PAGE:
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Official Husker Locker Blog

2009 Oct 17

Commentary: It's About Trust

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By HuskerLocker

The reverie lasted all of a quarter. All the fanfare and hoopla and warm feelings over No. 15 Nebraska and its potential run through the Big 12 have been put on hold. Indefinitely.

Sloppy, slow and uncertain. That's how NU played in a calamitous meltdown loss to Texas Tech. The Red Raiders looked speedier, smarter and definitely less rattled by one of the more incompetent group of officials I've seen.

Most of all, the seemed sure of themselves. Even before Niles Paul's boneheaded, casual drop of a backwards screen pass, which led to a 82-yard fumble return for a touchdown, the Red Raiders played and acted like the better, more confident team.

“If y'all would have seen the locker room before the game, you would have thought it was a bunch of animals running around,” Texas Tech quarterback Steven Sheffield said. “That's how our program is, just letting go and letting everybody be themselves and a lot of loud music.”

Understand that Tech's already been through a tumult of a season – two tough losses, suspensions, the typical Mike Leach chicanery. Maybe the boys from West Texas can give Bo Pelini some advice on how to handle the next two weeks. Loud music, apparently.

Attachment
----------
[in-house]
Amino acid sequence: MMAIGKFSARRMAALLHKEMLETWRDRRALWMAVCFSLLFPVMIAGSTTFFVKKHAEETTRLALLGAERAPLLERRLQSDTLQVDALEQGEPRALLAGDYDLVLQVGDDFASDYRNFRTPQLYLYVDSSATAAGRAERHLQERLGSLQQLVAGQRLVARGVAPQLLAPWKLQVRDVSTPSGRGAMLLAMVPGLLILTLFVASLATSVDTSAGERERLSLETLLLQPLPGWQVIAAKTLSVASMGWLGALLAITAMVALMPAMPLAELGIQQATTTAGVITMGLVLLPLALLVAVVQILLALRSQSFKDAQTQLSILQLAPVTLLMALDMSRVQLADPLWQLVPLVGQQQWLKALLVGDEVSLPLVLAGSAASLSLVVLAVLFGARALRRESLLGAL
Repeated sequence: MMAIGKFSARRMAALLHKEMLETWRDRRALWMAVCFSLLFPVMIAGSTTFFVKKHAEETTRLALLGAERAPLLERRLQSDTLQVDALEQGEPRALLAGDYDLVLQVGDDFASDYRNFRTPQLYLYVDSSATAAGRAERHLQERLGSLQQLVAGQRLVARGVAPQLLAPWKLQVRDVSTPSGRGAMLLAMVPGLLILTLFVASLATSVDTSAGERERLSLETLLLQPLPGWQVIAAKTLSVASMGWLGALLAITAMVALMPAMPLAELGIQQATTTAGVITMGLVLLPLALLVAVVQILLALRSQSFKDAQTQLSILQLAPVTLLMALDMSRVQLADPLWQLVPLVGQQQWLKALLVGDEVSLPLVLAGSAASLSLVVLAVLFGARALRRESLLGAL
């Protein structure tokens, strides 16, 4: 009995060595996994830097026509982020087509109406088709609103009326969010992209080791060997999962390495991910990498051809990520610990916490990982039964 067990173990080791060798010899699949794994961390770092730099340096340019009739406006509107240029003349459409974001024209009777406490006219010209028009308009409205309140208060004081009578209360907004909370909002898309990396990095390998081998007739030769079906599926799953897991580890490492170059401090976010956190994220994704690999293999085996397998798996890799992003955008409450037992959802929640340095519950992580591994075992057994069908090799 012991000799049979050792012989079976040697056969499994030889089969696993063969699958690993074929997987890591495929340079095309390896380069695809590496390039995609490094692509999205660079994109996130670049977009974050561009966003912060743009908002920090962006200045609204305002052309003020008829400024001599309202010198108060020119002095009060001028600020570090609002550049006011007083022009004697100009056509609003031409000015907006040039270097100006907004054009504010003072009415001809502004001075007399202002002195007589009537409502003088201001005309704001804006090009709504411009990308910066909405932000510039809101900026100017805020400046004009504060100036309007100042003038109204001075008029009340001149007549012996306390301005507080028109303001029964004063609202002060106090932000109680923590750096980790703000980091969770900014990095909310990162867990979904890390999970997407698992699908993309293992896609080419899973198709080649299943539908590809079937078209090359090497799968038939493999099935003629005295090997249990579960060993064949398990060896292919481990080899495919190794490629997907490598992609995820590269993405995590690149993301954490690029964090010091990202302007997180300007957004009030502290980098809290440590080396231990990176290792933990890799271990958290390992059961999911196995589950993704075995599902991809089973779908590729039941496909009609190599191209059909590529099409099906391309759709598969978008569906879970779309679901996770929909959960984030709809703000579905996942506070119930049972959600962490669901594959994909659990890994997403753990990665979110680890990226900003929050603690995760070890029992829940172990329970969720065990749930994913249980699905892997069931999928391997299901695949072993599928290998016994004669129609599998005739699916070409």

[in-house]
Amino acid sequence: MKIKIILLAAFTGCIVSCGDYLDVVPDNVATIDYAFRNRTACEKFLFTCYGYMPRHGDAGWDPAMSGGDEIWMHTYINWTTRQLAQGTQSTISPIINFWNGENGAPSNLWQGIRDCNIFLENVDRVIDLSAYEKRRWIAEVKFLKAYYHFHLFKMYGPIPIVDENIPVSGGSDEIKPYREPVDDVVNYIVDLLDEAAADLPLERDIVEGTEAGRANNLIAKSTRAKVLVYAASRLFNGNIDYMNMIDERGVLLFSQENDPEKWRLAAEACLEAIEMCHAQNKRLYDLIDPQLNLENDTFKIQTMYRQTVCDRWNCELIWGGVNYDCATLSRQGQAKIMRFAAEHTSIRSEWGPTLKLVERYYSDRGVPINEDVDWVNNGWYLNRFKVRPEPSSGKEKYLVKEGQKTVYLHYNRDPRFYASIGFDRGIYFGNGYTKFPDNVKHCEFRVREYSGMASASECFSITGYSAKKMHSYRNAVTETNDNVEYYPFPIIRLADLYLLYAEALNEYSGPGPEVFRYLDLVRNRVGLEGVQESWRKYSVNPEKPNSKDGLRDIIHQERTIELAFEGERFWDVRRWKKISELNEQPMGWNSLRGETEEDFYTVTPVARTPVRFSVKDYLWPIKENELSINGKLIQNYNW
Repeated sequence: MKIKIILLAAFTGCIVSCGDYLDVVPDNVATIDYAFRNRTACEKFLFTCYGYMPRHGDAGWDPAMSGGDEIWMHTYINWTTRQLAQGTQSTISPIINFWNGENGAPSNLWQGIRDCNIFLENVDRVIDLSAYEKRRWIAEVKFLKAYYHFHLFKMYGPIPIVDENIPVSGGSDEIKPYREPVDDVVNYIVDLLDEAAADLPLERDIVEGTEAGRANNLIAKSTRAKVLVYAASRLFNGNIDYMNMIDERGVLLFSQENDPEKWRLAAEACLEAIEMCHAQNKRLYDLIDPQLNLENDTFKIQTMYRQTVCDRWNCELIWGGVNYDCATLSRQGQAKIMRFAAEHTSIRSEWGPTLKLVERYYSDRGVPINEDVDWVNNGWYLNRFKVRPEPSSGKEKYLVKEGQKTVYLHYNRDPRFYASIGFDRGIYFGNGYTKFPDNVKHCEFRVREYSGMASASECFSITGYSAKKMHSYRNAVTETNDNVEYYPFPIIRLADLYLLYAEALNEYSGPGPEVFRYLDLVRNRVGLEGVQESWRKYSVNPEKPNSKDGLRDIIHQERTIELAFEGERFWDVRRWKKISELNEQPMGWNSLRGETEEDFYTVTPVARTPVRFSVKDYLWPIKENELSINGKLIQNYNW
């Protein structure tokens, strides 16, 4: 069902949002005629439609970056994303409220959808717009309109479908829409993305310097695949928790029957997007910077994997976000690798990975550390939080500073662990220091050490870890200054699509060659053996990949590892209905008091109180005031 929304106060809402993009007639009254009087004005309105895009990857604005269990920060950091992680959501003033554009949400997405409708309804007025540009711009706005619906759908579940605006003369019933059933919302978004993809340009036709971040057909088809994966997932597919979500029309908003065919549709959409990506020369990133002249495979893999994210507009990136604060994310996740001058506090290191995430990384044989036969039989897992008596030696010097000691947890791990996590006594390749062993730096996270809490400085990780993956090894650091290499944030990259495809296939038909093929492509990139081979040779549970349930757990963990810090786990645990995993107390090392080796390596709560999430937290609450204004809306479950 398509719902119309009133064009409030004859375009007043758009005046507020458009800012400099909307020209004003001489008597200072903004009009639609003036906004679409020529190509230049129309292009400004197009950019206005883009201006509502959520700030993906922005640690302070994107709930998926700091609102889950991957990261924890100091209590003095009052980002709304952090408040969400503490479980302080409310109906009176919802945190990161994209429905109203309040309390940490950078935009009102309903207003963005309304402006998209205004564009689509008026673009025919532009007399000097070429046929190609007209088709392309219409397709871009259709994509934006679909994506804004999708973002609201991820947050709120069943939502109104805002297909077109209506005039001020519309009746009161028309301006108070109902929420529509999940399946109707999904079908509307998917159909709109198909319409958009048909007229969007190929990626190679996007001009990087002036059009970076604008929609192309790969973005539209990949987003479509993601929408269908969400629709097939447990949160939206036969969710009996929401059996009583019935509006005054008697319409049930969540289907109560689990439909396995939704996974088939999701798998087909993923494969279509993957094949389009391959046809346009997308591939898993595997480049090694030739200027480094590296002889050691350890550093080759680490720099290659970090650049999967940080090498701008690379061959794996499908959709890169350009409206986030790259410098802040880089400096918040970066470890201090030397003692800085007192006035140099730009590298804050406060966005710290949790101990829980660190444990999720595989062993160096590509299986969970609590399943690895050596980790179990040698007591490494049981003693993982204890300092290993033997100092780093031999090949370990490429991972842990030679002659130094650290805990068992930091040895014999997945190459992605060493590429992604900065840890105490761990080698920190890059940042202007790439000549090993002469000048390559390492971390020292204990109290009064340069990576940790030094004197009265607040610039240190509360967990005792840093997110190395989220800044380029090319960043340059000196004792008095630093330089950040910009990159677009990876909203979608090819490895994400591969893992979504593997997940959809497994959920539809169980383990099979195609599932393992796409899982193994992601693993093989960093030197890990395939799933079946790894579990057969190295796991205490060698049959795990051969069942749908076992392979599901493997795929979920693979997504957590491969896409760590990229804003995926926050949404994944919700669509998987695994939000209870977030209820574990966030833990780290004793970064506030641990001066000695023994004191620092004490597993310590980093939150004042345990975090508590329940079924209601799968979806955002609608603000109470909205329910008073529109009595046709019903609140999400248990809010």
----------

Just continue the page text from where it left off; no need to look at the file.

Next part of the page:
Get ready. It's going to be a bumpy, restless fortnight. Oh, Nebraska can probably handle defenseless Iowa State and toothless Baylor no matter who takes the field. But NU better have this figured out by Nov. 7, or the stretch run of the season could be a long, troubling slog.

What's wrong? Oh, quite a bit. We'll get there. Let's start with what's right.

Nebraska's front four plays like beasts. Every damn one of them. With attitude, toughness and fury. Phillip Dillard – remember, he's not as good as Colton Koehler for the first two games of this season – is suddenly realizing every ounce of potential he has. Can he please start the game next week and give Will Compton the sideline seasoning he needs? Alfonzo Dennard and Prince Amukamara, a few hiccups aside, bring their lunch pail every week. No cornerback – none – has a perfect record. Larry Asante plays a clean, hard-hitting game. And Pelini is starting to put some of those fancy blitzes back in the box – which is a good thing.

Now for the rest of it.

*Nebraska's offensive line is limping along. Something is missing, and the frustration on the face of Jacob Hickman and Barney Cotton make it clear that they don't quite know what it is. Part of it, I fear, is simple personality. The Huskers aren't nasty enough. Hickman, Mike Smith, Marcel Jones and Keith Williams are all, well, pretty nice guys. Analytical, thoughtful. Technicians. And right now, it's just not working. They're all getting beat at the point of attack. Ricky Henry, too, although he certainly brings a mean mug to the field.

You cannot – absolutely not – run a zone-blocking system without being quick, and tough. You don't have to be that big, and you don't have to pancake guys. But that first step has to be vicious. There can't be a hint of a leak. Roy Helu was flitting around all afternoon like a skier on a slalom course. He'd never admit it, but he got almost all of his yards on sheer improvisation.